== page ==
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					 Applying an ecosystem-based
     approach to fisheries
    management: focus on
seamounts in the southern Indian
             Ocean

    ASCLME Steering Committee Meeting
        Seychelles, 9 – 11 March 2009
              Sarah Gotheil
               Presentation
• Background to the project
• Importance of seamounts & threats
• Project objectives
   – Objective 1: biodiversity assessment
   – Objective 2: improving governance
   – Objective 3: improving management
   – Objective 4: outreach

                                    IUCN – Global Marine Programme
FUNDING
                       Background
GEF Medium-size project

FOCAL AREA
International Waters

STRATEGIC PROGRAM
Restoring and sustaining coastal and marine fish stocks and
associated biological diversity

DURATION
April 2009 – September 2011

MAIN PARTNERS
UNDP/GEF, ZSL/IOZ, IUCN/WCPA, FAO & FAO/NORAD Nansen
Program, CenSeam (CoML), ASCLME, SIODFA
                                              IUCN – Global Marine Programme
                  Overall goal

  “To apply an ecosystem-based approach to fisheries
    management for biologically- globally significant and
 commercially-important areas beyond national jurisdiction
  in the southern Indian Ocean, focusing on seamounts,
with a long-term aim to demonstrate innovative approaches
    to improve conservation and management of unique
   biodiversity and ecological resources in the high seas”




                                         IUCN – Global Marine Programme
  Sessile organisms
                             Why seamounts?
                                                                                  Octocoral gardens




Chrysogorgia spp. Davidson         Lophelia pertusa reef, Hatton Bank, NE
Seamount NOAA/MBARI                Atlantic DTi SEA programme


Sponge communities            Hotspots of biodiversity

                             Davidson Seamount (Benthoctopus) NOAA/MBARI




                                                                            New England Seamounts (Asteroids eating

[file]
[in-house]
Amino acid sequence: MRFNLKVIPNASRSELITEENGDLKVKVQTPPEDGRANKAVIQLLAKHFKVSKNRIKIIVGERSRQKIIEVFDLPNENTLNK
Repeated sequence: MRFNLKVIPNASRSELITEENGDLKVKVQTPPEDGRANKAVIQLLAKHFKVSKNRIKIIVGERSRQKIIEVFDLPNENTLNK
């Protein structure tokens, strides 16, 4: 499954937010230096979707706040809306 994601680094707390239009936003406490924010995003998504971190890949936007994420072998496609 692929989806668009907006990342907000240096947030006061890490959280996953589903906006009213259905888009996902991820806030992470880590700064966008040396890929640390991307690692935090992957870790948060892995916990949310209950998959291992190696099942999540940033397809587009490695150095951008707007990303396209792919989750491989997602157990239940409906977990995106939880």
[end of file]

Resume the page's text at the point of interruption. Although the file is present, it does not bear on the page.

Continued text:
octocoral) NOAA

                                                                              Mobile predators


                                                                                    IUCN – Global Marine Programme
                    Why seamounts?
Evidence of strong coupling
between the pelagic and
benthic ecosystems in the
vicinity of seamounts

Diurnally migrating plankton
layers are trapped by
elevated topography and
preyed on by seamount
fauna (fish and benthic
organisms)

In turn, food-webs associated with benthic communities (e.g. coral
communities) may also help to drive the abundance and diversity of the
seamount ecosystem
                                                      IUCN – Global Marine Programme
                        Why seamounts?
                                      Alfonsino (NOAA)




                                                                  Oreo (NOAA)



                                        Habitats for
                                        commercially-important
                                        species



Spawning sites for demersal species
                                                            IUCN – Global Marine Programme
Serial depletion of seamount fisheries
                                           NE Chatham Rise               NW Chatham Rise                   S Chatham Rise
                                   100       t                    100                              100
                                               t
                                            ccc             c                             e
  Biomass (percentage of virgin)


                                                 t ct
                                                 ct c t c c
                                                      t cc    a
                                                              c
                                    30                  ttc       30                          a    30
                                     0                             0                                0
                                         1980    1990      2000         1980    1990        2000         1980    1990    2000
                                            Mid-East Coast                     Challenger                   Cook Canyon
                                           ccc                             cc                                   cc
                                   100       c cc                 100                              100
                                           c                                    c
                                                 c                             cc                                cccc
                                                 tcc
                                    30            etcccc a
                                                  t               30
                                                                                cccccccccccc